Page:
Posts Tagged ‘bangalore’

Morning walk, 130720

July 13, 2020

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Brazilian Nightshade, Solanum seaforthanium, Muthanallur Lake, 110720

This morning’s walk…
A scooter with two people managing a newly-bought carrom board.
Two crows pecking at the innards of a dead rat.
Walkers with masks on, masks off, masks absent.
Picking up the fragrant Akasha Mallige (Indian Cork Tree) so that it will spread its heady scent around the home when I return.
A woman collecting cowdung (I didn’t know this was still done in urban areas.)
A young girl looking up at the sky to determine whether she should make the rangOli or not. (She did, and it hasn’t rained.)
The spectacular, crimson flowers of the Sausage Tree, and the “sausages” themselves hanging in profusion.
Parakeets screeching as they fly past.
A milk delivery guy looking in disgust at the milk leaking out of his bag on his moped.
Several masked maids on their way to work.
The quickly brightening light sends me back home to start my morning chores.

Anatomy of Two-wheeler riders in Bangalore during Covid times

June 14, 2020

The body of the Average Two-wheeler Driver (ATD), in Bangalore at least, is a wondrous thing, consisting of:

1. Nose, uncovered and free to breathe anything in the air, from the exhaust fumes to any germs/virus going around.
2. Mouth, sometimes uncovered, the better to hurl insults at other road users, and to talk on the mobile phone (see below)
3. Chin, for the mask to be tucked under, (see below)
4. Head, uncovered as there is nothing inside to be protected by a helmet.
5. Elbow, most important.There are two of these, one to hang the helmet from, and the other for the mask (if not tucked under the chin).
6. Shoulder, to tuck the mobile into for talking convenience when riding in the traffic, with the head at a strange angle.

There are other parts of the body, too, but they are not as important as the above-mentioned ones.

Begur Lake, a triumph of rejuvenation! 060620

June 8, 2020

The last couple of occasions I had visited Begur Lake, it was under renovation, and we were a little concerned about how the job would be carried out.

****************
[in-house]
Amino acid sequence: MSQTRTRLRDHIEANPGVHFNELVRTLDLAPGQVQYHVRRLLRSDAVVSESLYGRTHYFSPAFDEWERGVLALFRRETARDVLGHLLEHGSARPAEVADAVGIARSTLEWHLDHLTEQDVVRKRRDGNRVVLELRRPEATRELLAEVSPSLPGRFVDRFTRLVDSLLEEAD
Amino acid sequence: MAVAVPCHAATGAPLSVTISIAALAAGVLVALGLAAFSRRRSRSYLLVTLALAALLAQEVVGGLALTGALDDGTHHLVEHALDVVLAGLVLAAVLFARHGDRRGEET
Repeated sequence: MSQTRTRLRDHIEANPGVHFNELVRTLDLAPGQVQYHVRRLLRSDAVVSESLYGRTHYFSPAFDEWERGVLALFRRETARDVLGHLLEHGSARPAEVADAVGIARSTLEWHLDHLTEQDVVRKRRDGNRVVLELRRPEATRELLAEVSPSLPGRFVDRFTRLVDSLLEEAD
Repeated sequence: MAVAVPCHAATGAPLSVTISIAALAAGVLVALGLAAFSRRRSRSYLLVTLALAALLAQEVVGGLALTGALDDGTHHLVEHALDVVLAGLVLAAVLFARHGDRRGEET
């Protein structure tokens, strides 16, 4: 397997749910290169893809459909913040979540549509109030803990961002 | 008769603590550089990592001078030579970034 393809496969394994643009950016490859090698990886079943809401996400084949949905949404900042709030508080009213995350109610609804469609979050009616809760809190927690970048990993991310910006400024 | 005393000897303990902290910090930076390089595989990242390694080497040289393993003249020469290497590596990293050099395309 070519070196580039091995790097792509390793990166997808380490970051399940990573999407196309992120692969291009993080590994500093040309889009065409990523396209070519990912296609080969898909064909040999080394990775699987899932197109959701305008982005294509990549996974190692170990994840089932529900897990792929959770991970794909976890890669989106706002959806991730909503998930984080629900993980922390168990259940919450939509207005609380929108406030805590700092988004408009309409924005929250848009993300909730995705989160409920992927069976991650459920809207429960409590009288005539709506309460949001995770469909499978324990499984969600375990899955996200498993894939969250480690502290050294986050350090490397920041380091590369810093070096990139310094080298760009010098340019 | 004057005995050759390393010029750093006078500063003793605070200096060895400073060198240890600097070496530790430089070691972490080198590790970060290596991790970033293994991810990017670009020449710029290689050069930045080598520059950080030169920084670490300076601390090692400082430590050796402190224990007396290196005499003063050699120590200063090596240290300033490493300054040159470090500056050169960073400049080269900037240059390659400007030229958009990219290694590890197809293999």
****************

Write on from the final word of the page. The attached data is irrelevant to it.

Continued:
Well, on Saturday the 6th, a few of us

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decided to visit the lake, as Dhanapal has been getting such excellent images from there; and we were very happy that we did; the birds (and other living beings) are back at, and in, the lake.

The onset of the monsoon meant that we walked on to the lake bund. Following Dhanapal’s directions, we walked along the eastern bund instead of the western one near which the Panchalingeswara temple stands. We found several stands of reeds and almost immediately, our attention was riveted by the variety of birds that we found. Coots, Grebes, Egrets (all sizes), Herons (both the common colours of grey and purple) all went about their business of securing breakfast in their different ways, ducking in the water, or wading along the shoreline.

In a while, we could discern even more activity in the reeds. Streaked Weavers were building their nests, carrying long reed-leaves to one stand and expertly weaving them in;

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In this connection, I would like to add two excellent videos Ashwin has made, of Streaked Weavers feeding their young:

and

Pond Herons in fine breeding plumage

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stood stock-still while their sharp eyes scanned the water; and a few Yellow bitterns, which are rather difficult to sight as a rule, were quite clearly visible as, clutching the reeds with both feet, they darted their beaks into the muddy ground for insects, snails or a small fish.

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The typical spider-like movement of these birds, along the reeds instead of over the ground, made them easy to identify, and tell apart from the Pond Herons.

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For many of us, this was a “lifer” (a bird being seen for the first time) and the binoculars and the cameras were very busy indeed!